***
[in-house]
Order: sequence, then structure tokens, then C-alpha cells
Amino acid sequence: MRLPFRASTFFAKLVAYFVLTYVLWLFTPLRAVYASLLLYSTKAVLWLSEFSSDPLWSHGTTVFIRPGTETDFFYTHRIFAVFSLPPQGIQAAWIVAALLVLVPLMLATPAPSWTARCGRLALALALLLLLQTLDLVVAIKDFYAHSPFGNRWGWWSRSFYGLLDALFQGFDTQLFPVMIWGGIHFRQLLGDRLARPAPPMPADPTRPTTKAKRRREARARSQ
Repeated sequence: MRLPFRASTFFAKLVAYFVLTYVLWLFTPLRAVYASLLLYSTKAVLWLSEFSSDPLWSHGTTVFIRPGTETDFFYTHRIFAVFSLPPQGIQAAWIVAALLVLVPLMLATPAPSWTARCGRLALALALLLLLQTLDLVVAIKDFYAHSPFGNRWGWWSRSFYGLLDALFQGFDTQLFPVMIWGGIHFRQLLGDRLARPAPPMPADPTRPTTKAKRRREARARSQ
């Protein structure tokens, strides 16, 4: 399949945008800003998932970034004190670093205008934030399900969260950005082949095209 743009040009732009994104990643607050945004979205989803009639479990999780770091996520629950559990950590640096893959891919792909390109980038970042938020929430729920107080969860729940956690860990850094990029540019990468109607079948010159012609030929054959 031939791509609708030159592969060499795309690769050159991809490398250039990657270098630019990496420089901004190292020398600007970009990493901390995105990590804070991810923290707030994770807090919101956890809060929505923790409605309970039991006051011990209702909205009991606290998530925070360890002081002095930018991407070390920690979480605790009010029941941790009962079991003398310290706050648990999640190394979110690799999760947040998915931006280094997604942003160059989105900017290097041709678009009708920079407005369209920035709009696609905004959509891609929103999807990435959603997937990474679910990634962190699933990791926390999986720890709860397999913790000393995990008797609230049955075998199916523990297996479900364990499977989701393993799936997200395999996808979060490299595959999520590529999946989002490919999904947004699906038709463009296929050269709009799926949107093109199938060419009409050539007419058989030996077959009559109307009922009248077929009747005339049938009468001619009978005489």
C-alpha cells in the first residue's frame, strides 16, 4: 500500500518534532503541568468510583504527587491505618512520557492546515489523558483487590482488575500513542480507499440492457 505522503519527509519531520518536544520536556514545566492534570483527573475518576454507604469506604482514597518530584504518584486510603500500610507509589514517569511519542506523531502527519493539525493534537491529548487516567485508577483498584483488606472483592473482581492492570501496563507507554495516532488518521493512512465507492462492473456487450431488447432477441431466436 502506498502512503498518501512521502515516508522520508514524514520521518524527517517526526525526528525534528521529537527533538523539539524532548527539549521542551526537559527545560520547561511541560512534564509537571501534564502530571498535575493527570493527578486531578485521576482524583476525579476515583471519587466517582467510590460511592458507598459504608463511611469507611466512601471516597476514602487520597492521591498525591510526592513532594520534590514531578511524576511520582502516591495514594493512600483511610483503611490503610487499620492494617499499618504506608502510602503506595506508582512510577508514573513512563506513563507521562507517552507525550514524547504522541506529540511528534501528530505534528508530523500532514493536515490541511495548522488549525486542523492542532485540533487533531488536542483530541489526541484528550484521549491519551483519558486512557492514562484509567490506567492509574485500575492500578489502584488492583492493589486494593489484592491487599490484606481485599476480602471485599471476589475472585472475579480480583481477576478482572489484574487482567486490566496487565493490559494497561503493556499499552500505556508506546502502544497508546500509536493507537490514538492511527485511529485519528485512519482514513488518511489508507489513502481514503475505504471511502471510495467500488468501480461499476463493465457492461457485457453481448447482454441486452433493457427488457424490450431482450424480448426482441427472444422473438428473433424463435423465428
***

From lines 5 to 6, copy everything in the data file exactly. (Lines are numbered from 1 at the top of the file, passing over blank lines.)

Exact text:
């Protein structure tokens, strides 16, 4: 399949945008800003998932970034004190670093205008934030399900969260950005082949095209 743009040009732009994104990643607050945004979205989803009639479990999780770091996520629950559990950590640096893959891919792909390109980038970042938020929430729920107080969860729940956690860990850094990029540019990468109607079948010159012609030929054959 031939791509609708030159592969060499795309690769050159991809490398250039990657270098630019990496420089901004190292020398600007970009990493901390995105990590804070991810923290707030994770807090919101956890809060929505923790409605309970039991006051011990209702909205009991606290998530925070360890002081002095930018991407070390920690979480605790009010029941941790009962079991003398310290706050648990999640190394979110690799999760947040998915931006280094997604942003160059989105900017290097041709678009009708920079407005369209920035709009696609905004959509891609929103999807990435959603997937990474679910990634962190699933990791926390999986720890709860397999913790000393995990008797609230049955075998199916523990297996479900364990499977989701393993799936997200395999996808979060490299595959999520590529999946989002490919999904947004699906038709463009296929050269709009799926949107093109199938060419009409050539007419058989030996077959009559109307009922009248077929009747005339049938009468001619009978005489």
C-alpha cells in the first residue's frame, strides 16, 4: 500500500518534532503541568468510583504527587491505618512520557492546515489523558483487590482488575500513542480507499440492457 505522503519527509519531520518536544520536556514545566492534570483527573475518576454507604469506604482514597518530584504518584486510603500500610507509589514517569511519542506523531502527519493539525493534537491529548487516567485508577483498584483488606472483592473482581492492570501496563507507554495516532488518521493512512465507492462492473456487450431488447432477441431466436 502506498502512503498518501512521502515516508522520508514524514520521518524527517517526526525526528525534528521529537527533538523539539524532548527539549521542551526537559527545560520547561511541560512534564509537571501534564502530571498535575493527570493527578486531578485521576482524583476525579476515583471519587466517582467510590460511592458507598459504608463511611469507611466512601471516597476514602487520597492521591498525591510526592513532594520534590514531578511524576511520582502516591495514594493512600483511610483503611490503610487499620492494617499499618504506608502510602503506595506508582512510577508514573513512563506513563507521562507517552507525550514524547504522541506529540511528534501528530505534528508530523500532514493536515490541511495548522488549525486542523492542532485540533487533531488536542483530541489526541484528550484521549491519551483519558486512557492514562484509567490506567492509574485500575492500578489502584488492583492493589486494593489484592491487599490484606481485599476480602471485599471476589475472585472475579480480583481477576478482572489484574487482567486490566496487565493490559494497561503493556499499552500505556508506546502502544497508546500509536493507537490514538492511527485511529485519528485512519482514513488518511489508507489513502481514503475505504471511502471510495467500488468501480461499476463493465457492461457485457453481448447482454441486452433493457427488457424490450431482450424480448426482441427472444422473438428473433424463435423465428